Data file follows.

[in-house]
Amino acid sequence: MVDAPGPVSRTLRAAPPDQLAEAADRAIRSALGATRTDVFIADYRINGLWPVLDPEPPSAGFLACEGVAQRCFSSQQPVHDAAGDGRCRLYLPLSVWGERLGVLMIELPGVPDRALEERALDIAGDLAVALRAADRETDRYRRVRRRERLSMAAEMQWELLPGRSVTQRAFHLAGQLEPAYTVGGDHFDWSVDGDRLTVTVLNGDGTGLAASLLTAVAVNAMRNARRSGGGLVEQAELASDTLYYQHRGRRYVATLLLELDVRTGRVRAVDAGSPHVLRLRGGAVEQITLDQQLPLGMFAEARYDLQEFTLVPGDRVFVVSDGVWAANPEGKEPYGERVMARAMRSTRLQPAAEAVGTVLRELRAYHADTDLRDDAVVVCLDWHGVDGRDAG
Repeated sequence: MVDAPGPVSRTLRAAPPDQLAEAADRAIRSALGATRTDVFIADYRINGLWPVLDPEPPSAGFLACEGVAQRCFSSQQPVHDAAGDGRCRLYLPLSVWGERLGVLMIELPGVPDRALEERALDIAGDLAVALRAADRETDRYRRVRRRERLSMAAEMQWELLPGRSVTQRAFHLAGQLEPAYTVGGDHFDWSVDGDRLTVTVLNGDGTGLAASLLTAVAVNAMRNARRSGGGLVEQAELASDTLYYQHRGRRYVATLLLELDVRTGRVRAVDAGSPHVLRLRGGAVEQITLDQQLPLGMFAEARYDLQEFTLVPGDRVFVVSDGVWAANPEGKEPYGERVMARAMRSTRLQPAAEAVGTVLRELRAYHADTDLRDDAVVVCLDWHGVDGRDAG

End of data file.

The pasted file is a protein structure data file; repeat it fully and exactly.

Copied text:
[in-house]
Amino acid sequence: MVDAPGPVSRTLRAAPPDQLAEAADRAIRSALGATRTDVFIADYRINGLWPVLDPEPPSAGFLACEGVAQRCFSSQQPVHDAAGDGRCRLYLPLSVWGERLGVLMIELPGVPDRALEERALDIAGDLAVALRAADRETDRYRRVRRRERLSMAAEMQWELLPGRSVTQRAFHLAGQLEPAYTVGGDHFDWSVDGDRLTVTVLNGDGTGLAASLLTAVAVNAMRNARRSGGGLVEQAELASDTLYYQHRGRRYVATLLLELDVRTGRVRAVDAGSPHVLRLRGGAVEQITLDQQLPLGMFAEARYDLQEFTLVPGDRVFVVSDGVWAANPEGKEPYGERVMARAMRSTRLQPAAEAVGTVLRELRAYHADTDLRDDAVVVCLDWHGVDGRDAG
Repeated sequence: MVDAPGPVSRTLRAAPPDQLAEAADRAIRSALGATRTDVFIADYRINGLWPVLDPEPPSAGFLACEGVAQRCFSSQQPVHDAAGDGRCRLYLPLSVWGERLGVLMIELPGVPDRALEERALDIAGDLAVALRAADRETDRYRRVRRRERLSMAAEMQWELLPGRSVTQRAFHLAGQLEPAYTVGGDHFDWSVDGDRLTVTVLNGDGTGLAASLLTAVAVNAMRNARRSGGGLVEQAELASDTLYYQHRGRRYVATLLLELDVRTGRVRAVDAGSPHVLRLRGGAVEQITLDQQLPLGMFAEARYDLQEFTLVPGDRVFVVSDGVWAANPEGKEPYGERVMARAMRSTRLQPAAEAVGTVLRELRAYHADTDLRDDAVVVCLDWHGVDGRDAG